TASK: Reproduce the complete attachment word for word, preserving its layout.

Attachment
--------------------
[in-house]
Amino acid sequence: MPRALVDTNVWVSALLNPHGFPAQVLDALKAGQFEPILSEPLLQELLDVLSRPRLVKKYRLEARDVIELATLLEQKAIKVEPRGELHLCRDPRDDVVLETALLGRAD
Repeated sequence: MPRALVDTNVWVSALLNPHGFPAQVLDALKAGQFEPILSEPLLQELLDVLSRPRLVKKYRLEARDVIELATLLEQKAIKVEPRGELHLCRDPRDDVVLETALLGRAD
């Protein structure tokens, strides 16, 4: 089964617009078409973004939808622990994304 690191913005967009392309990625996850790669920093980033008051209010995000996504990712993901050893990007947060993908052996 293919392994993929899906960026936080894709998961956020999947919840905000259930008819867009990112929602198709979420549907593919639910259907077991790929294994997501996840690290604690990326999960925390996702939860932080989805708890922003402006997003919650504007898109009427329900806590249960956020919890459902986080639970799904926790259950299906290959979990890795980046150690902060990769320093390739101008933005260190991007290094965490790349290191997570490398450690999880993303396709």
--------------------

[in-house]
Amino acid sequence: MPRALVDTNVWVSALLNPHGFPAQVLDALKAGQFEPILSEPLLQELLDVLSRPRLVKKYRLEARDVIELATLLEQKAIKVEPRGELHLCRDPRDDVVLETALLGRAD
Repeated sequence: MPRALVDTNVWVSALLNPHGFPAQVLDALKAGQFEPILSEPLLQELLDVLSRPRLVKKYRLEARDVIELATLLEQKAIKVEPRGELHLCRDPRDDVVLETALLGRAD
């Protein structure tokens, strides 16, 4: 089964617009078409973004939808622990994304 690191913005967009392309990625996850790669920093980033008051209010995000996504990712993901050893990007947060993908052996 293919392994993929899906960026936080894709998961956020999947919840905000259930008819867009990112929602198709979420549907593919639910259907077991790929294994997501996840690290604690990326999960925390996702939860932080989805708890922003402006997003919650504007898109009427329900806590249960956020919890459902986080639970799904926790259950299906290959979990890795980046150690902060990769320093390739101008933005260190991007290094965490790349290191997570490398450690999880993303396709």